Google during its keynote speech at the annual I/O developer conference last week stunned onlookers with a demonstration of its Google Assistant calling local businesses and conducting natural conversation to carry out "real world" tasks on behalf of users. It's called Google Duplex and if you missed the demos, they're certainly worth checking out.

Google CEO Sundar Pichai insisted that the pre-recorded calls are real calls. "What you're going to hear is the Google Assistant actually calling a real salon to schedule an appointment for you," Pichai said of one of the calls.

But was Google being entirely truthful about the presentation? Axios has some questions.

In a recent piece, the publication highlights how receptionists at most businesses are trained to identify the business itself when answering the phone. To prove its point, Axios called over two dozen hair salons and restaurants (the same types of businesses Google called in its demo) and every time, the receptionist immediately gave the name of the business.

In both of Google's calls, that didn't happen.

Axios also notes the lack of ambient noise in the background on both of Google's calls. In a hair salon and a restaurant, you may expect to hear things like hair dryers or silverware clanking but neither was present in Google's demo.

Also curious is the fact that neither the hair salon nor the restaurant asked Google's AI for a contact number.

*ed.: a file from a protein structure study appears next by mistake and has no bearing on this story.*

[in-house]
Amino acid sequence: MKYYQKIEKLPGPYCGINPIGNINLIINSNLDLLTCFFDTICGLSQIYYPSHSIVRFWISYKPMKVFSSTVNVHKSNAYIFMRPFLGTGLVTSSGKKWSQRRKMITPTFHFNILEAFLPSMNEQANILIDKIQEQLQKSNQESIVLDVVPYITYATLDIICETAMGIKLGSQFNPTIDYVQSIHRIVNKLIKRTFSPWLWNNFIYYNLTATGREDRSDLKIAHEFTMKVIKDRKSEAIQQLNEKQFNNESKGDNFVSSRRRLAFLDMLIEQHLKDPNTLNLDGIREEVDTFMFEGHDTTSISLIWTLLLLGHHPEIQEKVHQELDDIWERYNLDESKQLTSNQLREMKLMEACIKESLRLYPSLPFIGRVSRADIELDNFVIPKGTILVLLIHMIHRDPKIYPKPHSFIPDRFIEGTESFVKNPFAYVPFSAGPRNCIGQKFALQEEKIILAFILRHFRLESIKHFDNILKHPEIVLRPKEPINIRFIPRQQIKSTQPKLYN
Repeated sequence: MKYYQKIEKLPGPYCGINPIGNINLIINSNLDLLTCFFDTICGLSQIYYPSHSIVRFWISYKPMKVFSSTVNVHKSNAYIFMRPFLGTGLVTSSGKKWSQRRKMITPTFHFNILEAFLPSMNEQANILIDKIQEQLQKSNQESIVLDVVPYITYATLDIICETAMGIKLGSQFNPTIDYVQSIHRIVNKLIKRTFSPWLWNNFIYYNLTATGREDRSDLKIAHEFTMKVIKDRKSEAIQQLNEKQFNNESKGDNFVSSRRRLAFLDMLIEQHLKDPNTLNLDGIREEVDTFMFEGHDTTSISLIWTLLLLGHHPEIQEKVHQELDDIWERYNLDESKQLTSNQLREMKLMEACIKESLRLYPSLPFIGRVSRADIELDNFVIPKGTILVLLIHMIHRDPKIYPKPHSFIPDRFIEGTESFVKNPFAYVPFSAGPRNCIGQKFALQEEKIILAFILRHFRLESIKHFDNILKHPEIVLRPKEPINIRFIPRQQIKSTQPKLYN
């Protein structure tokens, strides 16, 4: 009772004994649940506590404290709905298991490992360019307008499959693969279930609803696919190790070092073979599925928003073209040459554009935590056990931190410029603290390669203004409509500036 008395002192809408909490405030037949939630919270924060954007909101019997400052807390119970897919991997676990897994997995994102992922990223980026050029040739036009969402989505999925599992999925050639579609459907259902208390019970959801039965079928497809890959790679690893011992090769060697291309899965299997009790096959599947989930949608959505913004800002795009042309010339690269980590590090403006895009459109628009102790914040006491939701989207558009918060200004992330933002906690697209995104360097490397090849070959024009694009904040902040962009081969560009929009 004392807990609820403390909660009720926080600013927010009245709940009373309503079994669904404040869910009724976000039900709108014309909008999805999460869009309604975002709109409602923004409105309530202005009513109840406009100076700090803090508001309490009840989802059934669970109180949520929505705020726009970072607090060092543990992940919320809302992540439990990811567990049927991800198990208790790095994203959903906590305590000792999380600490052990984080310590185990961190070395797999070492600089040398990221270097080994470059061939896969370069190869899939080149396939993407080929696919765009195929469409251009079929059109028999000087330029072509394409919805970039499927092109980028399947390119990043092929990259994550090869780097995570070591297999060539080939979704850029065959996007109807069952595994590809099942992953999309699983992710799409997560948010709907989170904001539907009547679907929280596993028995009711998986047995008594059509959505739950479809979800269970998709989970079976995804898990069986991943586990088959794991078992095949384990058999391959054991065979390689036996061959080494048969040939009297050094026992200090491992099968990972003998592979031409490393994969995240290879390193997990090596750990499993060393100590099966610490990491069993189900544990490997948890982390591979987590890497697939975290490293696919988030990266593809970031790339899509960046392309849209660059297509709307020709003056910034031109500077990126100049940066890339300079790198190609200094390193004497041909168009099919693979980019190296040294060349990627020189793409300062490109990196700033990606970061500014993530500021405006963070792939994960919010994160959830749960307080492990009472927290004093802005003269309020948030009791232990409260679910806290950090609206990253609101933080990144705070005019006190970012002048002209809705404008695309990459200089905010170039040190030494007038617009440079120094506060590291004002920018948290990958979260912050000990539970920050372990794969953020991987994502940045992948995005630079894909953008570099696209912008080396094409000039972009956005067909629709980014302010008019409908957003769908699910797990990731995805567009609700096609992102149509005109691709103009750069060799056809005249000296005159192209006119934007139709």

Axios asked Google for the name of the salon and restaurant used in the calls to verify that both are indeed real businesses. Even when guaranteeing (in writing) that the names of both establishments wouldn't be publicly identified, a longtime Google spokesperson declined to provide either name.

Axios then asked if either call was edited, even if briefly to censor the business name. The spokesperson declined to comment but said they would get back to them. She didn't, so a follow-up email was sent that copied another member of Google's communications team. A reply was sent saying they'd get right back to Axios but that didn't happen, either.

What are your thoughts on the matter? Do you think Google presented the calls as they actually happened without any editing or pre-planning? Let us know what you think in the comments section below.

Sundar image courtesy David Paul Morris, Getty Images